As I stated in my earlier post, authenticity is good. It’s much better than being “inauthentic” or “dishonest” or lying or keep up appearances.
But to suggest that authenticity is a sufficient criterion for determining what is right is to over-empower it. Or, to put it in a way that gets at the heart of what follows: arguing for action based on “authenticity” represents an over-realized eschatology. For now we are not yet what we shall one day be. Until that happens, “who we are” is no clear indicator of what we should be doing.
There are several important angles for approaching the question of authenticity. One of these is what we discussed last time: being authentic about our struggles, shortcomings, sins, and other messy moments conduces to a healthy community of faith (and healthy witness to those who don’t have any faith). It stems the pretension that can lead to charges of hypocrisy and sets us on firmer footing with one another.
Another important angle for approaching the question of authenticity is the poly-cultural embodiment of the gospel. When we see the good news of Jesus crossing from Jewish into Gentile worlds, the church determines quickly that the religious, and cultural trappings of Judaism cannot be imposed on the Gentiles as a requirement to be received into the people of God. Parallels might be brought into the discussion from our modern context: each culture is permitted to create worship forms that are authentic expressions of honor and thankfulness to God.
But at the narrative dynamic of the Christian message is not simply that God wants us to be honest, or that God wants to create a multi-cultural people glorifying him with one voice. More fundamental than either of these is that we are redeemed from an old way of life, by the death of Jesus, and into a new way of life, empowered by Jesus’ resurrection.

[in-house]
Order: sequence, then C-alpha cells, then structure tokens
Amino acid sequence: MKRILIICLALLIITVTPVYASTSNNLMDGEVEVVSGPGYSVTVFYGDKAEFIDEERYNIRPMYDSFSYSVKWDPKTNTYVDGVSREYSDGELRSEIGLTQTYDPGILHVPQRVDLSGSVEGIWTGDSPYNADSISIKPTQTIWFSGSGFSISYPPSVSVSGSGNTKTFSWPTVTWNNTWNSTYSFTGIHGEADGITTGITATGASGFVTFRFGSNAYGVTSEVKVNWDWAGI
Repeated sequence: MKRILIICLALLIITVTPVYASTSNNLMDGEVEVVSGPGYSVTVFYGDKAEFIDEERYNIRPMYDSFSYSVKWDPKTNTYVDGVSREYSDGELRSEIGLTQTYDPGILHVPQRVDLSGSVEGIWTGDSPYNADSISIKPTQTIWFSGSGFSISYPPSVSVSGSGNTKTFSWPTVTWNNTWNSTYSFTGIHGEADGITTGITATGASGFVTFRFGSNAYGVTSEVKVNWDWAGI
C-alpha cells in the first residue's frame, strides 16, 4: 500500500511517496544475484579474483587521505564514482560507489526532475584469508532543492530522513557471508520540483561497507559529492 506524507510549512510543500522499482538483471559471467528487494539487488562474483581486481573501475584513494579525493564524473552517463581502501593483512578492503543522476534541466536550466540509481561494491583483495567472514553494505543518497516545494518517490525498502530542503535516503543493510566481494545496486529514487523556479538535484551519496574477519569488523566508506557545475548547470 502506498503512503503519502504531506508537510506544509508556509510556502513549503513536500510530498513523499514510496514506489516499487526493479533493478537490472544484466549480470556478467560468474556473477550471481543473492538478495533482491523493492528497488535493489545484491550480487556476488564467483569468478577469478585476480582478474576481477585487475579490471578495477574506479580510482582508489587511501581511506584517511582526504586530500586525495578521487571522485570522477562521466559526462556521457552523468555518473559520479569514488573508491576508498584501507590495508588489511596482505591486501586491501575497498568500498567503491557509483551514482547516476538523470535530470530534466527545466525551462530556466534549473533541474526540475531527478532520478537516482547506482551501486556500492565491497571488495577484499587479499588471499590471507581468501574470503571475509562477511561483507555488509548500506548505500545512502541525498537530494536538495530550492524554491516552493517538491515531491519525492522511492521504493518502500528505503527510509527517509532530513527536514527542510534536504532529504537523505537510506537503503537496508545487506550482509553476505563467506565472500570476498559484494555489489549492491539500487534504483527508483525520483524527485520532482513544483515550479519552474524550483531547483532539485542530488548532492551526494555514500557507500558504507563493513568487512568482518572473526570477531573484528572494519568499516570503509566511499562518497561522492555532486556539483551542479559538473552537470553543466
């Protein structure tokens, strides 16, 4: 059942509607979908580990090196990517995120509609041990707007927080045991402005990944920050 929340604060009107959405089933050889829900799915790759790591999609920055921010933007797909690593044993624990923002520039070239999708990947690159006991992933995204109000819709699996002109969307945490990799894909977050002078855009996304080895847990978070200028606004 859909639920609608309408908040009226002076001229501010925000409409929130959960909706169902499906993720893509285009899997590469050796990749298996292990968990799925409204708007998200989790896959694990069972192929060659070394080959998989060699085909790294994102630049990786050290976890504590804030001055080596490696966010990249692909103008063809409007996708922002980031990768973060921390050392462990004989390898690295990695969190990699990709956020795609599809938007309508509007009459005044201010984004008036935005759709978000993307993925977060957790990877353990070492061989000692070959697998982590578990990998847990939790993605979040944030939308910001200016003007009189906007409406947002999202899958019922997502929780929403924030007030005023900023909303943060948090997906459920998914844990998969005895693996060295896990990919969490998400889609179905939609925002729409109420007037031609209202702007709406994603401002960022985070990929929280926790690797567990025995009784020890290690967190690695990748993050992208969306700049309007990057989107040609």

The truth-telling to which we are called is an expression of our new identity “in Christ,” where God is our father. The new multi-cultural community is one in which Christ has accepted us to the glory of God–precisely by redeeming us from our sinful ways that left us short of the glory of God.
In other words, Christianity is about redemption, not mere affirmation. This means it is about transformation.
And if our story is about transformation, then we will always have to weigh what we want to do, what feels right for us to do against the very real possibility that our desire is an expression of the old humanity rather than the new.
We live between the times. This means that the new identity which is ours in Christ is something we are living into. We must still actively pursue a life which is “walking by the Spirit,” because the “flesh sets its desire against the Spirit.” As a people in the process of being transformed from our conformity to the patterns of one way of life into the new way of life made available to those who have “crucified the flesh with its passions and desires,” there is always the distinct possibility that we will want what we are being redeemed from rather than that into which we are being transformed and to which we are being called.
One day we will simply be living full new life in Christ, such that all we authentically are and desire will be pleasing in the sight of God.
But until then, we are called to “put to death the deeds of the flesh” which are the integral and therefore authentic ways of being outside of Christ.
What on earth does this have to do with anything? As any good biblical scholar would, I put off specific point of application. But only until tomorrow or so. Stay tuned!